To verify differences in gene content between S1 and S2 (detected by comparing whole genome sequence data as described above) and analyze presence of these genes in other Pseudomonas aeruginosa isolates we performed PCR amplification in 29 non-ST406 clinical isolates (6 ICU, 6 community acquired, 6 CF, 6 other clinical isolates from a previous study[26] and 3 isolates of the Liverpool epidemic PA01 and the Midlands epidemic strain) (S1 Table). Isolates were cultured on tryptic soy agar (TSA)-blood plates (Becton, The Netherlands) overnight at 37°C, suspended in 20 μl lysis buffer (0.25% (wt/vol) SDS, 0.05 N NaOH) and incubated at 95°C for 20 min. The cell lysate was centrifuged and diluted with 180 μl buffer (10 mM Tris-HCl, pH 8.5). After thoroughly mixing, another centrifugation for 5 min at 16,000 x g was performed to remove cell debris. Supernatants were frozen at -20°C until further use. Two μl of the lysate was used in a touchdown PCR using Hotstar Taq DNA polymerase (Qiagen Benelux B.V.), and 5 μl Q-buffer (Qiagen Benelux B.V., Venlo, the Netherlands). The PCR was conducted as follows: 10 min at 96°C, then 10 cycles of 30 s at 95°C, 30 s at 65°C with 1°C less every cycle and 1 min at 72°C. This was followed by 25 cycles of 30 s at 95°C, 30 s at 55°C and 1 min at 72°C, after which the final step of 10 min at 72°C followed. Presence of PCR products was checked by electrophoresis on 1% (wt/vol) agarose gel. S2 was used as positive control. Primers used for PCR amplification of S2 specific genes and non-ST406 P. aeruginosa strains used to test presence of these genes are shown in S1 Table.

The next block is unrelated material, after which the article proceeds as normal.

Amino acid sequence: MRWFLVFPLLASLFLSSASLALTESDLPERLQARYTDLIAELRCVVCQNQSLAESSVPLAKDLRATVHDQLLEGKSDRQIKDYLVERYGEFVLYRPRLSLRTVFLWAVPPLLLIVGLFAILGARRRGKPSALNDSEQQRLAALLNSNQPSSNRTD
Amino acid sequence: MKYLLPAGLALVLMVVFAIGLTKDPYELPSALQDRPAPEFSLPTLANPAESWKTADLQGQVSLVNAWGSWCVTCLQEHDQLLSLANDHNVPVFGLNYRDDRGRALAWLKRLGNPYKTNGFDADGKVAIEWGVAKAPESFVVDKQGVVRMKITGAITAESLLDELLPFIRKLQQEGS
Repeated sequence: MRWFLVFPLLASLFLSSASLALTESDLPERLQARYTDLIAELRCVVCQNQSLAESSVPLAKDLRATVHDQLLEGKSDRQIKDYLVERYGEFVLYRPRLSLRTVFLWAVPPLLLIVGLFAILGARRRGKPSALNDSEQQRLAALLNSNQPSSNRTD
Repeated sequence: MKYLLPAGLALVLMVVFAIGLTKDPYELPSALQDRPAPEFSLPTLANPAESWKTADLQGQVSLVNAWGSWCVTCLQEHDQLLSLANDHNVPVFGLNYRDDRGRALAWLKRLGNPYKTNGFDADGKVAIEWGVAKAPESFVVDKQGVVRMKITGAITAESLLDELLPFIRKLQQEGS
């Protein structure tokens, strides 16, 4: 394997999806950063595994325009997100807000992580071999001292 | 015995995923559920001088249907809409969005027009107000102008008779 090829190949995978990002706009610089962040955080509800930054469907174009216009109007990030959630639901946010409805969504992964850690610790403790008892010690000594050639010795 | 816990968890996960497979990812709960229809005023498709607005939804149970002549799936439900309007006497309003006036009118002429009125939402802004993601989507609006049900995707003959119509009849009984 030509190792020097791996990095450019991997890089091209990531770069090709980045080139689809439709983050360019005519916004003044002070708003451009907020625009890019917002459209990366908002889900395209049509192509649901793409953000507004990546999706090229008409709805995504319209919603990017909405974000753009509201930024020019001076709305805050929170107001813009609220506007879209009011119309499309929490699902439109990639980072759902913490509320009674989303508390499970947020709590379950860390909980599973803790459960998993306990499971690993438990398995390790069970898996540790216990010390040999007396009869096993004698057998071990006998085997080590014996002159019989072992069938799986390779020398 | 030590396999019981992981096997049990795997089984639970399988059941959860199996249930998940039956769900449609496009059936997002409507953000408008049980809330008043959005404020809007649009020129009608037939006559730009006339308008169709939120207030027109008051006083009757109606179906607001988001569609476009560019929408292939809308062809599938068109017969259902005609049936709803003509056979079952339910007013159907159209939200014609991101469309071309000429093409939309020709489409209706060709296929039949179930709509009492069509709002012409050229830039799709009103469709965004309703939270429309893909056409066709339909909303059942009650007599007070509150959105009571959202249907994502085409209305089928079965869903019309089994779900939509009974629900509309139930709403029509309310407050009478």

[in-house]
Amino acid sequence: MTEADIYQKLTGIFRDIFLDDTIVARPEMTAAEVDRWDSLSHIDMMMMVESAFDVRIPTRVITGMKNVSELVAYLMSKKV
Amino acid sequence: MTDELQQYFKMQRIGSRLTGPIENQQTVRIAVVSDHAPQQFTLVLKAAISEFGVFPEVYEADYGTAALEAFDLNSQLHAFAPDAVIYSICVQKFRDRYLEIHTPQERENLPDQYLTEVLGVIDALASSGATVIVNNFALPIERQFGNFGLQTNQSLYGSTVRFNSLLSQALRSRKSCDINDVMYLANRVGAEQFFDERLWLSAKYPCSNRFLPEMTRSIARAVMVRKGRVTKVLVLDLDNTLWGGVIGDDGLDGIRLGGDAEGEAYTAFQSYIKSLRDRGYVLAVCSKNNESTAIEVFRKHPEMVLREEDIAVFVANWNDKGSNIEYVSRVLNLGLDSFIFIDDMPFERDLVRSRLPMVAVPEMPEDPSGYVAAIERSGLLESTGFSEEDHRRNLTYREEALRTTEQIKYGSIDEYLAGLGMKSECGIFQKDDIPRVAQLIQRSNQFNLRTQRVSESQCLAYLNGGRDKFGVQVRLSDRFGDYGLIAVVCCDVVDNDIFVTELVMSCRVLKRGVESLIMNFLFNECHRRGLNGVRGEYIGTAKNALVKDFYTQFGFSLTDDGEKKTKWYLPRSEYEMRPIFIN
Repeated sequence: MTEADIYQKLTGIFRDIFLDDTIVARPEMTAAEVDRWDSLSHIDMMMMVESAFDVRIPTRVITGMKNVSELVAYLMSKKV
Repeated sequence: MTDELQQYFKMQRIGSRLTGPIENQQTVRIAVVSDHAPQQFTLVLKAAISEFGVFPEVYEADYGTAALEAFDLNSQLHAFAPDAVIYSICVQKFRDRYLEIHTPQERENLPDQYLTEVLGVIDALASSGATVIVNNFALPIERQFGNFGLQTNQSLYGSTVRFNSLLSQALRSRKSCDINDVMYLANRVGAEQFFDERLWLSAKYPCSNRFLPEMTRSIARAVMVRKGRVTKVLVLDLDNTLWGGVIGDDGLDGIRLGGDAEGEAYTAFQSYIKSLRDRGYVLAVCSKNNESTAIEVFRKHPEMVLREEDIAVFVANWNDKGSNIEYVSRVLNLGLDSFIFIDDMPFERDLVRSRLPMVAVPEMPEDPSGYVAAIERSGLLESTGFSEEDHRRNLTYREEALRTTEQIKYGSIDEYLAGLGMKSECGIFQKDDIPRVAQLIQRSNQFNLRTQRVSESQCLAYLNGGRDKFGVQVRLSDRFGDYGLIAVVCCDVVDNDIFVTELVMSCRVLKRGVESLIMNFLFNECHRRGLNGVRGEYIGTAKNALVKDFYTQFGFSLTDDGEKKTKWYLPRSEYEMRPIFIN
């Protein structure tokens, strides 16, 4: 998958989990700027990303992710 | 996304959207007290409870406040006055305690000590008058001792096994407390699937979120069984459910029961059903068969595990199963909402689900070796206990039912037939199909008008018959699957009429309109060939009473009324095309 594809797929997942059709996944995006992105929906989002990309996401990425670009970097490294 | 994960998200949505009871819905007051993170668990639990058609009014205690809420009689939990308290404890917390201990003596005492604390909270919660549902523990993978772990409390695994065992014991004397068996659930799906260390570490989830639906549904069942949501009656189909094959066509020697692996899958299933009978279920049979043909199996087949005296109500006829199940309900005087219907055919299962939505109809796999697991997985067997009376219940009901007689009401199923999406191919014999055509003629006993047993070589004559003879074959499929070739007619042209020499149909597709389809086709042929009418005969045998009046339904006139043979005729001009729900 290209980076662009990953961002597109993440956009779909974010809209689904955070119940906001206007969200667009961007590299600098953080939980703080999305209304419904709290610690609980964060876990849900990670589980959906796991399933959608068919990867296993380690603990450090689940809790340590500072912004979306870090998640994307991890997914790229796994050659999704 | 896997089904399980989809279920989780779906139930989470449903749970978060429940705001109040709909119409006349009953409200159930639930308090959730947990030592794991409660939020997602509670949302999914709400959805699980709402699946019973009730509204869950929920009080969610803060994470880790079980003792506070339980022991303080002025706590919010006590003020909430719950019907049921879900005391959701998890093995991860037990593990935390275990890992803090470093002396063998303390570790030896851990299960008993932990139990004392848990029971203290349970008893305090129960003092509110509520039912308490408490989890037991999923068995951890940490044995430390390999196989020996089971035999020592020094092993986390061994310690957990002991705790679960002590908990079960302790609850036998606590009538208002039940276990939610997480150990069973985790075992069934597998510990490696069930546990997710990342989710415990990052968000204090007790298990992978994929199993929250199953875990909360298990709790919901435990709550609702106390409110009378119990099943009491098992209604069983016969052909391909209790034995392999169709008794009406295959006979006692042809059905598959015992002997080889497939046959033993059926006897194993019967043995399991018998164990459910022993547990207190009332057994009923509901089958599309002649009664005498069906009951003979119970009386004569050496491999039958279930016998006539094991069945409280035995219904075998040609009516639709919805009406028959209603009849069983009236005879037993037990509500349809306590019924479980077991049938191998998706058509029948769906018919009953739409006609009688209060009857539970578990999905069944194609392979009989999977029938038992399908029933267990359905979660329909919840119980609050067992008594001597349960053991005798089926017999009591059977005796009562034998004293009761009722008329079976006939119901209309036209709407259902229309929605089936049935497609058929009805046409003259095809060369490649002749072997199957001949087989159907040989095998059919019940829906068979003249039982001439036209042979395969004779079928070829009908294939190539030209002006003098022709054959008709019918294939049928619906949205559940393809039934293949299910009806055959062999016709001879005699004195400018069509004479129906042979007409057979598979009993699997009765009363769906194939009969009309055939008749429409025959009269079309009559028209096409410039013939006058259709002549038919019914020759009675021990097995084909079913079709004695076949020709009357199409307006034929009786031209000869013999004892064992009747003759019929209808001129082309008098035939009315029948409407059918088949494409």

Phenotypic experiments